In 2017 and 2018, former president Donald Trump attempted to put an end to Temporary Protective Status for Nicaraguans, as well as for a number of other nationalities. That situation led a group of civil rights organizations to seek legal recourse before the local courts in California and later with the Court of Appeals.
The organizations argued “that the president didn’t have the authority to make that decision [cancelling the TPS] alone, but that he needed to consult with a series of interested parties, and he hadn’t done so. As a result, they asked that the decision be reviewed,” explains Attorney Rocha, adding that the case is still “in litigation.”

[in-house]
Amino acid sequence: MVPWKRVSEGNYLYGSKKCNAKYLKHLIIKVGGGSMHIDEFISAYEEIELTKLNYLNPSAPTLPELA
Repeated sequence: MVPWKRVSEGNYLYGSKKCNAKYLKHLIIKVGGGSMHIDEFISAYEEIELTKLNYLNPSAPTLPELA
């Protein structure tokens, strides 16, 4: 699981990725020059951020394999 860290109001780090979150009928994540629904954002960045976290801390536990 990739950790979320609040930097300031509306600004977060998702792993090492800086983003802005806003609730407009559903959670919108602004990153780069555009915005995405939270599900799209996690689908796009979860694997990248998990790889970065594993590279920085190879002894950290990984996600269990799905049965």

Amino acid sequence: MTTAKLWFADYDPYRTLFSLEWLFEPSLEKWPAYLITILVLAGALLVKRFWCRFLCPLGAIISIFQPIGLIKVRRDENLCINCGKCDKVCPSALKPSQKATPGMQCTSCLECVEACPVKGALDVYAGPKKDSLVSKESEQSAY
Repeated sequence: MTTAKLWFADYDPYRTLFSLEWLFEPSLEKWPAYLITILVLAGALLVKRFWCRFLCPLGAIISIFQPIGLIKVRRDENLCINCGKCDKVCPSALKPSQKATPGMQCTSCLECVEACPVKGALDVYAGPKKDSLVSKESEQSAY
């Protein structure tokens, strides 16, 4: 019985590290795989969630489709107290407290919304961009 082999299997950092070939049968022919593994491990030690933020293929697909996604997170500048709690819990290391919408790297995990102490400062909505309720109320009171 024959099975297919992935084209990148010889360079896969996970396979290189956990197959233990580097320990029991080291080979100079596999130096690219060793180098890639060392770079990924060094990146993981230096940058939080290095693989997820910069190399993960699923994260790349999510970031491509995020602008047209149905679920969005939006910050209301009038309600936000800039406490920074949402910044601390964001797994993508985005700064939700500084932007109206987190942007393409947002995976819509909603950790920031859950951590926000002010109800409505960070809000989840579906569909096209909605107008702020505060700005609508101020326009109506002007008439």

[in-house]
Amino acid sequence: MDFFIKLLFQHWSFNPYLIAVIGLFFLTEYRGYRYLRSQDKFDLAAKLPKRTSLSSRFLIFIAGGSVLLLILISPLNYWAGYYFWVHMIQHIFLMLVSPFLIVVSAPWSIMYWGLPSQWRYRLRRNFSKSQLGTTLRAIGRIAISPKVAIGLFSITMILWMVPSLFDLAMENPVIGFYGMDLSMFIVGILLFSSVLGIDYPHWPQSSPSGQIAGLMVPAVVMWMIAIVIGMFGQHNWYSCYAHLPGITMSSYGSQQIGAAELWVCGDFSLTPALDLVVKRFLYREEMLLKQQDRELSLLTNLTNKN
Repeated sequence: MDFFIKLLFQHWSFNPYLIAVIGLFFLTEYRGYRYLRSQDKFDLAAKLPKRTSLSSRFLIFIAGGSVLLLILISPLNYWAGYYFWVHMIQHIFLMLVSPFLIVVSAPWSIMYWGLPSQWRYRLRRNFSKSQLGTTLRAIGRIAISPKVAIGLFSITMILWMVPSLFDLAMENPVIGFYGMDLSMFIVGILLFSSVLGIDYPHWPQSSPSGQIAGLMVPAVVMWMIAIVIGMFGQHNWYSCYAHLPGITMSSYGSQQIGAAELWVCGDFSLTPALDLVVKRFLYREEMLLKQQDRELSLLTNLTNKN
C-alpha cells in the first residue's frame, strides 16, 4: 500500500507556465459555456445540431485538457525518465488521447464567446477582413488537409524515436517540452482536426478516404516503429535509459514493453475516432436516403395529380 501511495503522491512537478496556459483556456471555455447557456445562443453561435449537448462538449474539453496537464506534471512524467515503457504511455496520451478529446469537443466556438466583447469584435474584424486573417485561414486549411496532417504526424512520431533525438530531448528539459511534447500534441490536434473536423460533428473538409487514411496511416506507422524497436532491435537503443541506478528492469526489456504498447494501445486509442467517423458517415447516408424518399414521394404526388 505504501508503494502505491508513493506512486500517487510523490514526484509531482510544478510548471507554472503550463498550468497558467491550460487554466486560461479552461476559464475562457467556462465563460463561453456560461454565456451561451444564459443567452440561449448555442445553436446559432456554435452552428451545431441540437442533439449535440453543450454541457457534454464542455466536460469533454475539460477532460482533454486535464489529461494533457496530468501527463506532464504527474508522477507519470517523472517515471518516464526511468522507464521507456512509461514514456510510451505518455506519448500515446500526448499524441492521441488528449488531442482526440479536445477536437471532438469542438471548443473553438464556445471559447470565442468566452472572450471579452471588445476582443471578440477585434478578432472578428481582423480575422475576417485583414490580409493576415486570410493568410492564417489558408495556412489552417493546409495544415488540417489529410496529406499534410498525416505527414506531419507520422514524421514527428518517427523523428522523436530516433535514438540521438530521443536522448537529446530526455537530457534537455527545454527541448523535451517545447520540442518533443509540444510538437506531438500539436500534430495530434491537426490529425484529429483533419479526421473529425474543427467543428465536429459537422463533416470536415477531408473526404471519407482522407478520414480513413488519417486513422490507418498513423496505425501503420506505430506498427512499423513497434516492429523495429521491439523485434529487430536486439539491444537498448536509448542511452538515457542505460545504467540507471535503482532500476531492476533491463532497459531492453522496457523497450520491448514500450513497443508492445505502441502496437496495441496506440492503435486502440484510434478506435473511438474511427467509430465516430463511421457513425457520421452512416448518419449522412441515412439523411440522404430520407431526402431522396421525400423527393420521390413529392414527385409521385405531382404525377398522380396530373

Broaden protections to include victims of the repression
Since President Biden took office, he has relied on TPS as a tool to grant immigration relief to hundreds of thousands of people. In November of last year, the Department of Homeland Security granted an 18 month extension of the program for Nicaraguans, Salvadorans, Haitians, Sudanese, Hondurans and Nepalese. The measure had been due to expire on December 31, 2022.
Last March, the US media reported that the Biden Administration was planning to redesignate TPS to include Nicaraguan victims of Ortega’s repression. However, it is not yet clear when it will be implemented by the Department of Homeland Security (DHS), and for how long it would be in effect.
The measure could benefit some 300,000 Nicaraguans who fled their country due to the Ortega regime’s repression of the 2018 protests and the socio-political crisis that followed. These would be in addition to the Nicaraguans who were already receiving TPS protections.